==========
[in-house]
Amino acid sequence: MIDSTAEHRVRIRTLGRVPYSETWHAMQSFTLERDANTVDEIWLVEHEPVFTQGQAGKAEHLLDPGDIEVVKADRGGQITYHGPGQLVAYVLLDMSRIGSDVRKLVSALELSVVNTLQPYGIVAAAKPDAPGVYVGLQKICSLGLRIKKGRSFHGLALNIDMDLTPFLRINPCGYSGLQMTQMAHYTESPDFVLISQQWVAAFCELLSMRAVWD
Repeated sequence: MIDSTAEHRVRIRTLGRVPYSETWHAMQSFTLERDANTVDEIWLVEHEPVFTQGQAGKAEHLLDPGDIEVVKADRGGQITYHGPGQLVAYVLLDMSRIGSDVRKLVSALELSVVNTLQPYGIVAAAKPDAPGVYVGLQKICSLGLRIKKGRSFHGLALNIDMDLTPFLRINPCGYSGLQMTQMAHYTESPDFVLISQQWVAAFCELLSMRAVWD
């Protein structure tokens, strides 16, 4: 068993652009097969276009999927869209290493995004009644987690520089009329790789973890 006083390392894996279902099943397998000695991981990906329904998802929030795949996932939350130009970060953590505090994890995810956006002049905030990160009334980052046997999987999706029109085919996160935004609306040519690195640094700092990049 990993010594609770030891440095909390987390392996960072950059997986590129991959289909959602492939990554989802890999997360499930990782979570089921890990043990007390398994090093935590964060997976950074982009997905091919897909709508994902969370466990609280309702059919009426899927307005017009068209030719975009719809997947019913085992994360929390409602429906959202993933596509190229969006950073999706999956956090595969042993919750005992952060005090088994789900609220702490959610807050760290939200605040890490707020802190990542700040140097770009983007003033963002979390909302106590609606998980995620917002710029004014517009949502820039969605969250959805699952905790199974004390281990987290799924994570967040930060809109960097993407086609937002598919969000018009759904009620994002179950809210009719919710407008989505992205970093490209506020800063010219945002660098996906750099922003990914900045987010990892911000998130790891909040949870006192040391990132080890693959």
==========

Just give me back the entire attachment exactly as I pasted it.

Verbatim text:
[in-house]
Amino acid sequence: MIDSTAEHRVRIRTLGRVPYSETWHAMQSFTLERDANTVDEIWLVEHEPVFTQGQAGKAEHLLDPGDIEVVKADRGGQITYHGPGQLVAYVLLDMSRIGSDVRKLVSALELSVVNTLQPYGIVAAAKPDAPGVYVGLQKICSLGLRIKKGRSFHGLALNIDMDLTPFLRINPCGYSGLQMTQMAHYTESPDFVLISQQWVAAFCELLSMRAVWD
Repeated sequence: MIDSTAEHRVRIRTLGRVPYSETWHAMQSFTLERDANTVDEIWLVEHEPVFTQGQAGKAEHLLDPGDIEVVKADRGGQITYHGPGQLVAYVLLDMSRIGSDVRKLVSALELSVVNTLQPYGIVAAAKPDAPGVYVGLQKICSLGLRIKKGRSFHGLALNIDMDLTPFLRINPCGYSGLQMTQMAHYTESPDFVLISQQWVAAFCELLSMRAVWD
């Protein structure tokens, strides 16, 4: 068993652009097969276009999927869209290493995004009644987690520089009329790789973890 006083390392894996279902099943397998000695991981990906329904998802929030795949996932939350130009970060953590505090994890995810956006002049905030990160009334980052046997999987999706029109085919996160935004609306040519690195640094700092990049 990993010594609770030891440095909390987390392996960072950059997986590129991959289909959602492939990554989802890999997360499930990782979570089921890990043990007390398994090093935590964060997976950074982009997905091919897909709508994902969370466990609280309702059919009426899927307005017009068209030719975009719809997947019913085992994360929390409602429906959202993933596509190229969006950073999706999956956090595969042993919750005992952060005090088994789900609220702490959610807050760290939200605040890490707020802190990542700040140097770009983007003033963002979390909302106590609606998980995620917002710029004014517009949502820039969605969250959805699952905790199974004390281990987290799924994570967040930060809109960097993407086609937002598919969000018009759904009620994002179950809210009719919710407008989505992205970093490209506020800063010219945002660098996906750099922003990914900045987010990892911000998130790891909040949870006192040391990132080890693959």